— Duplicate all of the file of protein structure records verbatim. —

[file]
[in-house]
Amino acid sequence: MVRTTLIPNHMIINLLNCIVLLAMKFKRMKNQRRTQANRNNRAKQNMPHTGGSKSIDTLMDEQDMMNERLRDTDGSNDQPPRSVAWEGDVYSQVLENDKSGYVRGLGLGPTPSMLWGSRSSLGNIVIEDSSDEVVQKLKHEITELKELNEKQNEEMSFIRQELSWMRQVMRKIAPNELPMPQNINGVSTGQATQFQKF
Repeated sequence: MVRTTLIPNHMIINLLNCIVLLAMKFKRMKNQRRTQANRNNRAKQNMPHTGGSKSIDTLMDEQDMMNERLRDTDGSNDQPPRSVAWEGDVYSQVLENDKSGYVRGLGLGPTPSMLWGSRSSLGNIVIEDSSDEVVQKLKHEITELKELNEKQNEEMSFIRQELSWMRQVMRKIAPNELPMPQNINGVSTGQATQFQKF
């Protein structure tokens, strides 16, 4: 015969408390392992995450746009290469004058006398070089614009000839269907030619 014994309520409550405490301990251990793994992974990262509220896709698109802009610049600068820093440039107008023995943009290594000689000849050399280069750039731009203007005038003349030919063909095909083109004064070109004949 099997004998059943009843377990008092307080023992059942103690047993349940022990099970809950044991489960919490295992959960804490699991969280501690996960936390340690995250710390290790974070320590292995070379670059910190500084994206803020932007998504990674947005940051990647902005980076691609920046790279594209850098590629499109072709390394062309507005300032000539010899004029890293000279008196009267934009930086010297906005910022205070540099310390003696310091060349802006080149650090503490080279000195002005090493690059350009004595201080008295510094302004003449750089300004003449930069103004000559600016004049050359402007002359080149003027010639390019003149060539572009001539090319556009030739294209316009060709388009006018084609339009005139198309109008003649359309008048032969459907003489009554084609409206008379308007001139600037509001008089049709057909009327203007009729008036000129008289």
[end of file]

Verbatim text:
[in-house]
Amino acid sequence: MVRTTLIPNHMIINLLNCIVLLAMKFKRMKNQRRTQANRNNRAKQNMPHTGGSKSIDTLMDEQDMMNERLRDTDGSNDQPPRSVAWEGDVYSQVLENDKSGYVRGLGLGPTPSMLWGSRSSLGNIVIEDSSDEVVQKLKHEITELKELNEKQNEEMSFIRQELSWMRQVMRKIAPNELPMPQNINGVSTGQATQFQKF
Repeated sequence: MVRTTLIPNHMIINLLNCIVLLAMKFKRMKNQRRTQANRNNRAKQNMPHTGGSKSIDTLMDEQDMMNERLRDTDGSNDQPPRSVAWEGDVYSQVLENDKSGYVRGLGLGPTPSMLWGSRSSLGNIVIEDSSDEVVQKLKHEITELKELNEKQNEEMSFIRQELSWMRQVMRKIAPNELPMPQNINGVSTGQATQFQKF
């Protein structure tokens, strides 16, 4: 015969408390392992995450746009290469004058006398070089614009000839269907030619 014994309520409550405490301990251990793994992974990262509220896709698109802009610049600068820093440039107008023995943009290594000689000849050399280069750039731009203007005038003349030919063909095909083109004064070109004949 099997004998059943009843377990008092307080023992059942103690047993349940022990099970809950044991489960919490295992959960804490699991969280501690996960936390340690995250710390290790974070320590292995070379670059910190500084994206803020932007998504990674947005940051990647902005980076691609920046790279594209850098590629499109072709390394062309507005300032000539010899004029890293000279008196009267934009930086010297906005910022205070540099310390003696310091060349802006080149650090503490080279000195002005090493690059350009004595201080008295510094302004003449750089300004003449930069103004000559600016004049050359402007002359080149003027010639390019003149060539572009001539090319556009030739294209316009060709388009006018084609339009005139198309109008003649359309008048032969459907003489009554084609409206008379308007001139600037509001008089049709057909009327203007009729008036000129008289």